The majority of people have got a digital footprint these days (even if they don’t know it yet!) and almost all young people will have a digital footprint that will get bigger as they get older. Digital footprints are not something that we can stop but we need to make sure a young persons digital footprint leaves a good impression. This is particularly important when it comes to employability where increasing employers are looking at the social networking profiles of perspective employees as well as job application forms.
One important emerging trend is that many very young children have got digital footprints. These are footprints that have often been created by their parents. This is backed up by an interesting piece of research on the AVG Blog which found:
- The average age at which a child acquires an online presence courtesy of their parents is at six months, and by the time they are two 81% of children have some kind of ‘digital footprint’.
- A third (33%) of children have had images posted online from birth
- A quarter (23%) of children have even had their pre-birth scans uploaded to the Internet by their parents
- Seven per cent (7%) of babies have even had an email address created for them by their parents
- More than 70% of mothers said they posted baby and toddler images online to share with friends and family
The important consideration here is that we must make sure that parents receive information about responsible behaviour on social networking sites. This has to include education into the potential implications of creating digital footprints for their children.
Resources like the Internet Archive Wayback Machine can be useful in helping young people understand that it is almost impossible to delete anything from the Internet.
Microsoft has also produced a really good Infographic titled ‘What does you online image project about you?’ which provides a great context for a discussion with a class.
5. Social Media Policy
Internet Safety and Responsible Use needs to be included in your Social Media Policy. But even more important than this is acknowledging the Internet and other Digital Technology in your schools Child Protection and Learning & Teaching Policies.
I will look at creating a Social Media Policy in more detail in my next blog post.
6. Social Media on the Curriculum
When trying to include social media in the curriculum it is important to emphasise that Social Media is just another tool that teachers can be use to motivate students and to enhance the teaching process.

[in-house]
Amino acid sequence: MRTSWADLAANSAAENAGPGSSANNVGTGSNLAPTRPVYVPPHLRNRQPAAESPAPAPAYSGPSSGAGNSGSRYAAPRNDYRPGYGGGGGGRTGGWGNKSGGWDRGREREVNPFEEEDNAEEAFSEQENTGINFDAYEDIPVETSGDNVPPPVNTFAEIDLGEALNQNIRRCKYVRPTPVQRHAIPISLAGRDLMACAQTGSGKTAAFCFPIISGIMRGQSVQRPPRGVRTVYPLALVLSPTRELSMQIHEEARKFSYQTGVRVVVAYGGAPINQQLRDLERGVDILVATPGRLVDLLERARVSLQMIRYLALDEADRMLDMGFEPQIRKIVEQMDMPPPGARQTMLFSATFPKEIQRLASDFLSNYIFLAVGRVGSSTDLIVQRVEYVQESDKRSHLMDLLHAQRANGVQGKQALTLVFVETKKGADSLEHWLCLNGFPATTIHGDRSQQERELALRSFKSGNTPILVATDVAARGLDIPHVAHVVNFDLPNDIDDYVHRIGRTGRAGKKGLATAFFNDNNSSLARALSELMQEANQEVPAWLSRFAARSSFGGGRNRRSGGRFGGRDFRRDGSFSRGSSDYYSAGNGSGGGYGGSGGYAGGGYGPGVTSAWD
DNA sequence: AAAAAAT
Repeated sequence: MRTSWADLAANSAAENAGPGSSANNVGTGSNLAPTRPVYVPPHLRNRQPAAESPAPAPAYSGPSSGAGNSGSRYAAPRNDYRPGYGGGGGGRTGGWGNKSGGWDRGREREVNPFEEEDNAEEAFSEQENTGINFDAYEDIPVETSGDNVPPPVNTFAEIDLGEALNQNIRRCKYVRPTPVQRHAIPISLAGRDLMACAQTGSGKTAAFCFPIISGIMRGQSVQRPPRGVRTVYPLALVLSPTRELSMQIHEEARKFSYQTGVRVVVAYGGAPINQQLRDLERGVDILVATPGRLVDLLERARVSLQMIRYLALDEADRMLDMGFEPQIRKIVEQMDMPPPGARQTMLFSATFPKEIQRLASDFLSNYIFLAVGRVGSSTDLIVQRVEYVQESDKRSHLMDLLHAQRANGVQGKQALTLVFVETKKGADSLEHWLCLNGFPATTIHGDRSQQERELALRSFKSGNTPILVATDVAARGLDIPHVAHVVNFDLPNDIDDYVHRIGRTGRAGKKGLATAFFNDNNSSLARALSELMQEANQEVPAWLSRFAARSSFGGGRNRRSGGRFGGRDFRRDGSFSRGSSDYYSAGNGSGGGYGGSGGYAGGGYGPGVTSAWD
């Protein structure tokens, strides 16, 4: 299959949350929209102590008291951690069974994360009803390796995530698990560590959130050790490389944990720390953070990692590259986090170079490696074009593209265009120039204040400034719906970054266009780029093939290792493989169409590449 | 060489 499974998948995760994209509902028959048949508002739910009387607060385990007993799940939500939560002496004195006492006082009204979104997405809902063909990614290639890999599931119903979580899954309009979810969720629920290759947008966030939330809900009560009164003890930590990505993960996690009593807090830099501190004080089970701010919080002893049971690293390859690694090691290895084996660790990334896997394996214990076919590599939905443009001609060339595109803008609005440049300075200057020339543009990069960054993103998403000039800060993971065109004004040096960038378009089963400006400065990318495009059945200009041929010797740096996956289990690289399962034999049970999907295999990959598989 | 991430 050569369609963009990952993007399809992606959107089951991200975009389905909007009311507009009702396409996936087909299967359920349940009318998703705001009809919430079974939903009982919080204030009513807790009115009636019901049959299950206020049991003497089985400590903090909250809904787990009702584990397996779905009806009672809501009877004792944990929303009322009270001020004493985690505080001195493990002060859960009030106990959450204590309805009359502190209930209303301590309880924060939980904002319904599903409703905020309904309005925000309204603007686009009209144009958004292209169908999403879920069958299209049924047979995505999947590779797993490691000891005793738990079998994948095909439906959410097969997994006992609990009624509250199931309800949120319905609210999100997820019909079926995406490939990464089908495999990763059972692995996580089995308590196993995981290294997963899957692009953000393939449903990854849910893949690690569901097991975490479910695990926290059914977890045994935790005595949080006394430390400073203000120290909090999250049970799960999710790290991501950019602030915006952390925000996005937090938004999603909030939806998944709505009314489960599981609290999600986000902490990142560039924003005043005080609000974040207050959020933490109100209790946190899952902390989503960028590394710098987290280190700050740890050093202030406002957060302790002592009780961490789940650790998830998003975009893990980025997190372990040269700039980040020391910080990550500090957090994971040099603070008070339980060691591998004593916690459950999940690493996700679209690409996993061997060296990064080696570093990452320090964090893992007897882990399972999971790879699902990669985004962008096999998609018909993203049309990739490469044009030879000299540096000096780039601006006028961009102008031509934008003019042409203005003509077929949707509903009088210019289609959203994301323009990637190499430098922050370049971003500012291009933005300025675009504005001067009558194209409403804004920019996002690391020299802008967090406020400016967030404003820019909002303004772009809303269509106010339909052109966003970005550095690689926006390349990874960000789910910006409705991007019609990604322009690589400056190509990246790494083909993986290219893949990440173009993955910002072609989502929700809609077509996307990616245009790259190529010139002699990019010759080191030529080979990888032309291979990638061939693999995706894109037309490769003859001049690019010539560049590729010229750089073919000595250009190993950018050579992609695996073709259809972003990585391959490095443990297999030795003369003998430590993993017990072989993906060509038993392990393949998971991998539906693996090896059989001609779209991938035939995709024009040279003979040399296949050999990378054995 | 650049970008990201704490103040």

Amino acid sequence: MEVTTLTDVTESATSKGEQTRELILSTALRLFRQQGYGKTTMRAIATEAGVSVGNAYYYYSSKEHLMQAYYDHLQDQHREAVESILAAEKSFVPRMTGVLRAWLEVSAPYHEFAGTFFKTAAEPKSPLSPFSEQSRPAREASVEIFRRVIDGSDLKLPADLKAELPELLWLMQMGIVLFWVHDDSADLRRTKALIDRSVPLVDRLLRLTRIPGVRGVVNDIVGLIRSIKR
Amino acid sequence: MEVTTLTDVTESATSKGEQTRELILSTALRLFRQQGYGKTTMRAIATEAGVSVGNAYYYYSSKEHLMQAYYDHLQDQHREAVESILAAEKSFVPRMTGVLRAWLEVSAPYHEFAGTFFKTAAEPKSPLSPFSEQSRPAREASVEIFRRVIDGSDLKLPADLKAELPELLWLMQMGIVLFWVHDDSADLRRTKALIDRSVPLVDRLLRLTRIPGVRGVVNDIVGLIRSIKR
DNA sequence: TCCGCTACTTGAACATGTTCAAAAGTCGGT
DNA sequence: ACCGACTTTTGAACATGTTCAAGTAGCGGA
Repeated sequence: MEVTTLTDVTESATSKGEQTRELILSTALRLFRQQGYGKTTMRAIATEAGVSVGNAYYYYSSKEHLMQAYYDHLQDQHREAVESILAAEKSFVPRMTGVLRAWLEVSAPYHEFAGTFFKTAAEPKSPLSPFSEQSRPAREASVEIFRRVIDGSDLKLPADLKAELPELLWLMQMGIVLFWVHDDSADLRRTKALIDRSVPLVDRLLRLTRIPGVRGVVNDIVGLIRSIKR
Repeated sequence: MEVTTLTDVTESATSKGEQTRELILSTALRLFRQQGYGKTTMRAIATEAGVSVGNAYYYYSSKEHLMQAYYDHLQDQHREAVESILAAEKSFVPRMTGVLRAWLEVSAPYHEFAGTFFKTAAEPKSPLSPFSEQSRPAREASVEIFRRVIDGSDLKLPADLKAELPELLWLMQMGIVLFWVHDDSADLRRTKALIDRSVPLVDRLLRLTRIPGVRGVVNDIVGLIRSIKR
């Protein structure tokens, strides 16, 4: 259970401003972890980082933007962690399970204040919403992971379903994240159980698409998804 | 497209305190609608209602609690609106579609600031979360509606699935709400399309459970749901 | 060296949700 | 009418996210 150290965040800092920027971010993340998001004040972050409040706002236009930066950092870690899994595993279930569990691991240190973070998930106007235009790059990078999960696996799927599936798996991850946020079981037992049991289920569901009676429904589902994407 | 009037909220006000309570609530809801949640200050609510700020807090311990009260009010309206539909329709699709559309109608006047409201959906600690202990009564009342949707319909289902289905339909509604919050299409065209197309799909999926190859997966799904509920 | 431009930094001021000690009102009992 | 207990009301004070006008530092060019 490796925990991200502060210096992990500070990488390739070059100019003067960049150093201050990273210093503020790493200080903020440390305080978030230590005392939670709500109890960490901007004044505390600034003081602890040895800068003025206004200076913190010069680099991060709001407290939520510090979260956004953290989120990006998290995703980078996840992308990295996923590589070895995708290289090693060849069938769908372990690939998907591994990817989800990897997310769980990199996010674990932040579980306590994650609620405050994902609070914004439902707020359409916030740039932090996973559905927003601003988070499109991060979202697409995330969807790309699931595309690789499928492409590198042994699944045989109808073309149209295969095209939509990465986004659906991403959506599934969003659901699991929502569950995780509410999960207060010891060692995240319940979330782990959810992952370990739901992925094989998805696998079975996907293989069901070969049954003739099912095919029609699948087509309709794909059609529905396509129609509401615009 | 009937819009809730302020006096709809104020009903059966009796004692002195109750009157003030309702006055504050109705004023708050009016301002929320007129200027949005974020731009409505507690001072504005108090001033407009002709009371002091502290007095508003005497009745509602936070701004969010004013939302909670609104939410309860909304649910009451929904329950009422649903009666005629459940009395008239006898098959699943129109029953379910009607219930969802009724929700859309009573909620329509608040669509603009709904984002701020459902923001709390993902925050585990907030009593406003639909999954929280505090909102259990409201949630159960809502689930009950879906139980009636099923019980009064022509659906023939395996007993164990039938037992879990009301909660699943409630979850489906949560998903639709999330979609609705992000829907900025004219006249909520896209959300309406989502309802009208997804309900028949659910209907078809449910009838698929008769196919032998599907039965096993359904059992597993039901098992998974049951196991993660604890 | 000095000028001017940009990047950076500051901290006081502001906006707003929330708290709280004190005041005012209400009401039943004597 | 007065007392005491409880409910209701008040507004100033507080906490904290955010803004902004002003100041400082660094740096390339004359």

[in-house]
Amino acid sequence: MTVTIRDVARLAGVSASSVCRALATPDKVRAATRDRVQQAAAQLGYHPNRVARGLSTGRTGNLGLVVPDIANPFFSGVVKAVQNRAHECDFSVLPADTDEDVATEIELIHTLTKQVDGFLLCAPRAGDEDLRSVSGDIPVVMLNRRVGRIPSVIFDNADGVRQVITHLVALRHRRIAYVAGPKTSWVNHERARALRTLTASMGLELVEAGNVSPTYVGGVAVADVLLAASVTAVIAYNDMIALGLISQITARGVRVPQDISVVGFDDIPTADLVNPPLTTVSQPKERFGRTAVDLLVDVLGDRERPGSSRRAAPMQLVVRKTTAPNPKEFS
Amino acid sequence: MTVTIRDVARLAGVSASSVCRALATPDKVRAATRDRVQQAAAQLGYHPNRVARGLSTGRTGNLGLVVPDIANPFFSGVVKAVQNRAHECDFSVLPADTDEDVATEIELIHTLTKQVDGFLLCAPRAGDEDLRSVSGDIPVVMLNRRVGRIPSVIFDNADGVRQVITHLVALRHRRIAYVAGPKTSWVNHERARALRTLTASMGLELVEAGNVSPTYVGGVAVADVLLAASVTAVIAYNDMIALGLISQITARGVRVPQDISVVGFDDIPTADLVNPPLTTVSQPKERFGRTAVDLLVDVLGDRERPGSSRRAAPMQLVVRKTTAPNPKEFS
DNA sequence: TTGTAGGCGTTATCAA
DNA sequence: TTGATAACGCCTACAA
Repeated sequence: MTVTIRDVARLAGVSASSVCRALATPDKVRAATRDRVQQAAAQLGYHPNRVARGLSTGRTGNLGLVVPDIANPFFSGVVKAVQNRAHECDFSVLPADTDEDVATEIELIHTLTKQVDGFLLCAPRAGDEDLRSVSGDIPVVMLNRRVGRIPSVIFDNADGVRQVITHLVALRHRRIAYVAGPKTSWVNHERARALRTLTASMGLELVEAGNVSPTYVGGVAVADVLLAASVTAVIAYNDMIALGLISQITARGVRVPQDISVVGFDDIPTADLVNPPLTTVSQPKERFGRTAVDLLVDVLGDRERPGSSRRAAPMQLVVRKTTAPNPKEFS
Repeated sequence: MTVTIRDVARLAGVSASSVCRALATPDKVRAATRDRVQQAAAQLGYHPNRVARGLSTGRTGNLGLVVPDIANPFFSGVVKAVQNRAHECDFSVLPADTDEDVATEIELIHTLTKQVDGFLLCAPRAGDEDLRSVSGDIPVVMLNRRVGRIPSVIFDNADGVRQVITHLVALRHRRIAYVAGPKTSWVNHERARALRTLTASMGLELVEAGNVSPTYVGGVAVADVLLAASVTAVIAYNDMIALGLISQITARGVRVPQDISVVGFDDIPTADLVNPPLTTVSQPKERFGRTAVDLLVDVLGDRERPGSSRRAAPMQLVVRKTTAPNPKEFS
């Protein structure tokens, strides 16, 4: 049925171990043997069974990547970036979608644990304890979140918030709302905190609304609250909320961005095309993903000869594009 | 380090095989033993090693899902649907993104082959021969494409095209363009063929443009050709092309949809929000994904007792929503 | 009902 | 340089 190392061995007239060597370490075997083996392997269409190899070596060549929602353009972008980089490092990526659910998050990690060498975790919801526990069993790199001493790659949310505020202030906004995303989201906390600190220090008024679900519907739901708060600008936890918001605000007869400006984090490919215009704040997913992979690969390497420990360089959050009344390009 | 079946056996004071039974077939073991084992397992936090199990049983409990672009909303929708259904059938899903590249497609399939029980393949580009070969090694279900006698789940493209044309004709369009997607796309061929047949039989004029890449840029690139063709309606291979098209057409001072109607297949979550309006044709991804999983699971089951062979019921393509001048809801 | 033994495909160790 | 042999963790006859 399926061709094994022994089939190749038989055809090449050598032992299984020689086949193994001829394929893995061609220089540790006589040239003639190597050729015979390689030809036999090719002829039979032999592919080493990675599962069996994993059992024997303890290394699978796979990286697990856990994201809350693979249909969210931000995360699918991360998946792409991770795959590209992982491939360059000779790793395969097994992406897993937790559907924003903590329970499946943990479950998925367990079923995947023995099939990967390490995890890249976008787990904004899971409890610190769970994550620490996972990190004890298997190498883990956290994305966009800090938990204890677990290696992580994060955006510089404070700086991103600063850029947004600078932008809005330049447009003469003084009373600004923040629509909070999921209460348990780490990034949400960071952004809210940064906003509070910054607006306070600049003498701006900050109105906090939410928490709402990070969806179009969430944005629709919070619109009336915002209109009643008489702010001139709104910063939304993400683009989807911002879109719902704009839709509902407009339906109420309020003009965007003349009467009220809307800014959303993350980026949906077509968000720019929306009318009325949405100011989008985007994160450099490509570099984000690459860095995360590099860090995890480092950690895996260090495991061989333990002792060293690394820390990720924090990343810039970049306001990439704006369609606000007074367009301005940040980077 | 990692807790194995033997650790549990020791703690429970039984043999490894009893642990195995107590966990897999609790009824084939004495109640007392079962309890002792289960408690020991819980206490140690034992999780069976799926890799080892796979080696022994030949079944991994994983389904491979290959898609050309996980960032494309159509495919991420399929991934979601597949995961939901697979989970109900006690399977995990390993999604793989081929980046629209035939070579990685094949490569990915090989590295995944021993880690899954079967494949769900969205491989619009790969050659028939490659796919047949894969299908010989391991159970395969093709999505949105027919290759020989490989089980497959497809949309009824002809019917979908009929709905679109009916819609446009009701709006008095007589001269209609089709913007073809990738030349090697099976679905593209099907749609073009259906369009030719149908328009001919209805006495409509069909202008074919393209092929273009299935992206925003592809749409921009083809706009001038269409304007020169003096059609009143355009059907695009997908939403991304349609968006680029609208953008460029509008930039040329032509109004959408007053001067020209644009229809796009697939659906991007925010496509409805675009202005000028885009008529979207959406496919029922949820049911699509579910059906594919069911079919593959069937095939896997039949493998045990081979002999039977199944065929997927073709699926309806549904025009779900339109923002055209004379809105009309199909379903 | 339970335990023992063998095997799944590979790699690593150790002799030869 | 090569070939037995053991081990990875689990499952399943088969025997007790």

One way that we can encourage young people to behave responsibly when using social media is for teachers to model the responsible use of social media tools during their normal classroom practice.
Teachers can put structures in place to help support learners in the use social media which involve modelling behaviour, working jointly with children, developing rules and eventually leading to independent learning (supported by social media tools) that is built around a classroom culture of trust and respect.
There are also a number of resources to help teachers in Europe to deliver key messages around Internet Safety and Responsible Use. The European InSafe Network is a great place to start looking for resources to support you with your teaching.
Some other great resources support and advice have been developed by the Social Media Companies themselves, and include the Microsoft Privacy Centre, Google Family Safety Centre, Facebook Help Centre and the Xbox Live Play Smart, Stay Safe Resource.
Links for you to explore and reflect on:
- Internet Archive Wayback Machine - http://archive.org/web/web
- Once upon a time vintage technologies video - http://goo.gl/umcQX
Resources to help teach Internet Safety and Responsible Use
- Microsoft Privacy Centre - http://goo.gl/o16EU
- What does your on-line image project about you? - http://goo.gl/R9JK
- Google Family Safety Centre - www.google.co.uk/familysafety
- Facebook Help centre - http://goo.gl/zcboF
- Xbox 360 Parent Controls - http://goo.gl/VG5Gx
- Cloud Learn: the end of locking and blocking - www.cloudlearn.net
- Do Children have a Digital Footprint from birth? (AVG) - http://goo.gl/Uh9FE
- Pew Internet and American Life Project - http://www.pewinternet.org